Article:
Kristin Hoppa

UCSB Alumna


  • Coastal Hunter-Gatherers, Channel Islands, Santa Cruz Island, Chumash
  • Middle Holocene
  • Shellfish
  • Paleoethnobotany, Starch, Phytoliths


2017             Ph.D. in Anthropology, University of California, Santa Barbara

2010             M.A. in Anthropology, University of California, Santa Barbara

2006             B.A. in Anthropology, Pitzer College, Claremont, California


My research interests include California prehistory, coastal hunter-gatherers, and integrated subsistence studies. I have been fortunate enough to work on six of the eight Channel Islands and am passionate about understanding human-environmental interactions, particularly on the islands and within the Santa Barbara Channel Region.  My current research is geared toward better understanding the role of interior sites and terrestrial resources during the Middle Holocene. My laboratory methods include faunal, macrobotanical, starch, and phytolith analysis.  In 2010, I began building the microbotany laboratory at UCSB, under Dr. VanDerwarker's supervision.  I've recently recovered both starch and phytoliths from Middle Holocene (6650-3350 cal BP) groundstone from Santa Cruz Island, and am currently in the process of excavating six Middle Holocene sites for my dissertation, “Hunter-Gatherer Subsistence and Mobility: A Case Study from Santa Cruz Island.”  Funding for my field research and for microbotanical laboratory supplies has been generously provided through a Mildred E. Mathias Graduate Student Research Grant and through the Peter F. Paige Memorial Fund.


Terrestrial Resource Use on Santa Cruz Island

Kristin Hoppa is analyzing macrobotanical samples from six Middle Holocene sites located on Santa Cruz Island.  Although initial samples from SCRI-174 and SCRI-183 contained a low density of seeds, those recovered were largely from medicinal plants.  The current study is looking at larger samples (>100 liters) from six Middle Holocene sites in a range of environments and elevations.  Macrobotanical analysis will be combined with faunal and microbotanical analysis in order to gain a better understanding of Middle Holocene subsistence and mobility.

Funding for this project comes from a Mildred E. Mathias Graduate Student Research Grant.


Recovering Starch and Phytoliths from Middle Holocene Groundstone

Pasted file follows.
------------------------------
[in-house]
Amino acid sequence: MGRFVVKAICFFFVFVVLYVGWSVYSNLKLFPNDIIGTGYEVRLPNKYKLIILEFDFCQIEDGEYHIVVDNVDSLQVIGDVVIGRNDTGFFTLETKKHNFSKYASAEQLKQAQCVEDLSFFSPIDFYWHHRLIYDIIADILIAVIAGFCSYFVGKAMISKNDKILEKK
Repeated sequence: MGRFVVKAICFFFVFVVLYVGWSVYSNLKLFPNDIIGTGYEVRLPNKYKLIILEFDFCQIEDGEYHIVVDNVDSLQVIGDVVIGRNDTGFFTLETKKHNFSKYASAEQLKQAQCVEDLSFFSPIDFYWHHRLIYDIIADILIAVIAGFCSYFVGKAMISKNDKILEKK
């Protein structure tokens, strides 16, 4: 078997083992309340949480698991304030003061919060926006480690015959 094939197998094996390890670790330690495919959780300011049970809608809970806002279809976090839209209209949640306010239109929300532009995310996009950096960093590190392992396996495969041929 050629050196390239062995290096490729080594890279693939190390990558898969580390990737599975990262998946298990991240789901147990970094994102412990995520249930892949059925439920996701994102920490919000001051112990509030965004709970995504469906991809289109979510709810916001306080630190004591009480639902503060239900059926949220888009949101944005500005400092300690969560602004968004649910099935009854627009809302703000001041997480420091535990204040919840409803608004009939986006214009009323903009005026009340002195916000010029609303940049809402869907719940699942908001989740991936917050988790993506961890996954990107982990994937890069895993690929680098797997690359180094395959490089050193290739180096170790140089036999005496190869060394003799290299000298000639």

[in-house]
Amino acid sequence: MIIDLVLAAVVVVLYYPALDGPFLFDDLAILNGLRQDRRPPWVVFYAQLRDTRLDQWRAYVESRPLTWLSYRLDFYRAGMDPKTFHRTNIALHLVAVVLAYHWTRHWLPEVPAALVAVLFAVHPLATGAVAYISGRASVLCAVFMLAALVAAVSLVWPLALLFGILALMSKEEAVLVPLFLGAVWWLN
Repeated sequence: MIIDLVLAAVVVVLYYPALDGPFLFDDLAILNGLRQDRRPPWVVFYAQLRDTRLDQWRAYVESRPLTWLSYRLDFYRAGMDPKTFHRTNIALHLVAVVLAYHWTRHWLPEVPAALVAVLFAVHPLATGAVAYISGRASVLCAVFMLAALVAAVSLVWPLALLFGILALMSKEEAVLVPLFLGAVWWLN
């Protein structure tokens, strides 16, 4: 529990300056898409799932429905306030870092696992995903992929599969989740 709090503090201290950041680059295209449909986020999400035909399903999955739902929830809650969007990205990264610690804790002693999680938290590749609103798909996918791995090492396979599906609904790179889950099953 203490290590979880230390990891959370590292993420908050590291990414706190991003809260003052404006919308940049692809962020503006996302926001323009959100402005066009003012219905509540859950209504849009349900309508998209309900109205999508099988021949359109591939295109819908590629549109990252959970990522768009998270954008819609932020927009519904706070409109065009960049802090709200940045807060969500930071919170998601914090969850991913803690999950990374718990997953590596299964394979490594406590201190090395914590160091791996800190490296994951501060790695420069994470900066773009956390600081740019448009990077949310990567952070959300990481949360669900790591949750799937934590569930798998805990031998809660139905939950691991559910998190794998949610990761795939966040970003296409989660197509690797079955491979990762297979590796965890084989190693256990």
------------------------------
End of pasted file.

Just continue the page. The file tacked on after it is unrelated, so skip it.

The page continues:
While we know a great deal about historical plant use among the Chumash (largely due to the field notes of John P. Harrington), it is problematic to assume continuity throughout the more than 12,000 years of occupation.  Within the Santa Barbara Channel region, the role of plants has been largely inferred from ethnographic studies, artifact association (e.g., the presence of mortars and pestles used to infer acorn processing), and macrobotanical analyses. This project seeks direct evidence of groundstone use in the form of starch grains and phytoliths recovered from the surface of artifacts.  Because many plants, such as roots or tubers, may not preserve in the macrobotanical record, starch and phytolith analysis allows for the recovery of a larger suite of resources.  Kristin Hoppa is currently testing groundstone from Middle Holocene sites on Santa Cruz Island and San Miguel Island, as is seeking unwashed groundstone from other Middle Holocene deposits in the Santa Barbara Channel region. 

Funding for this project comes from a Mildred E. Mathias Graduate Student Research Grant and from the Peter Paige Memorial Fund.  Initial funding for the microbotany laboratory came from a grant awarded to Dr. Amber VanDerwarker by the UCSB Social Science Research Grant Program.


Understanding the Role of Interior Sites during the Middle Holocene

As part of an ongoing collaboration with Dr. Jennifer Perry (CSU Channel Islands), Kristin Hoppa is currently analyzing faunal material from seven Middle Holocene sites on Santa Cruz Island.  These sites are located on the eastern sector of Santa Cruz Island (CA-SCRI-724 and -751), along the Isthmus (CA-SCRI-393 and -649), and in the Central Valley (CA-SCRI-174, -183, and -194).  Resulting data will be integrated with macrobotanical and microbotanical data in order to gain a more holistic understanding of Middle Holocene subsistence and its role in settlement decisions.

Funding for this project comes from a Mildred E. Mathias Graduate Student Research Grant.


2013   Island Interiors and Terrestrial Resources: Floral Data from Middle Holocene Sites on Santa Cruz Island. In Proceedings of the 8th Annual California Islands Symposium, Western North American Naturalist. (In Press)

2012   Subtidal Shellfish Exploitation on the California Channel Islands: Wavy Top (Lithopoma undosum) in the Middle Holocene. In Exploring Methods of Faunal Analysis, edited by Michael A. Glassow and Terry Joslin, pp. 65-86. Cotsen Institute of Archaeology, University of California, Los Angeles, California. (Jennifer E. Perry and Kristin M. Hoppa)


Courses TA’d

ANTH 2: Introduction to Cultural Anthropology (UCSB)

ANTH 3: Introduction to Archaeology (UCSB)

ANTH 5: Introduction to Physical Anthropology (UCSB)

ANTH 130C/ES 130C: Global Food Systems (UCSB)

ANTH 131: North American Indians (UCSB)

ANTH 138: Archaeology of Egypt (UCSB)

Courses Taught

ANTH 105: Introduction to Archaeology (CSU Channel Islands)